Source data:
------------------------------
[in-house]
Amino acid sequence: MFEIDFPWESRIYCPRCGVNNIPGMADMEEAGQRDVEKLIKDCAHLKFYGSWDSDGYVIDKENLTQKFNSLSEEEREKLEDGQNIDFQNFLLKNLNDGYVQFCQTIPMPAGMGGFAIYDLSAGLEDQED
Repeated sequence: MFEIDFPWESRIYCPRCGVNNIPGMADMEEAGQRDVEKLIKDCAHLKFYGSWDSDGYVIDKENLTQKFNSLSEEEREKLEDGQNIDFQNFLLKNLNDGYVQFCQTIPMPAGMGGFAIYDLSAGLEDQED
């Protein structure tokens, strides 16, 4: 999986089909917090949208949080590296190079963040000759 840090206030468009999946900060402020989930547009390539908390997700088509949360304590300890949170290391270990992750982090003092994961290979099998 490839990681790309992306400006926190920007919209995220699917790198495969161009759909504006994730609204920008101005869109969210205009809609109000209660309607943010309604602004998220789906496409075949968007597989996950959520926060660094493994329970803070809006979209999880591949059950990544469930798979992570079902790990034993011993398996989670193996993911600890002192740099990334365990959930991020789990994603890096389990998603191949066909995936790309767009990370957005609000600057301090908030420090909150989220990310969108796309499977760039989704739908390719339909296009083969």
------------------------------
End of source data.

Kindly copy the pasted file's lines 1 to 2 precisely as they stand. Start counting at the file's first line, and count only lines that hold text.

[in-house]
Amino acid sequence: MFEIDFPWESRIYCPRCGVNNIPGMADMEEAGQRDVEKLIKDCAHLKFYGSWDSDGYVIDKENLTQKFNSLSEEEREKLEDGQNIDFQNFLLKNLNDGYVQFCQTIPMPAGMGGFAIYDLSAGLEDQED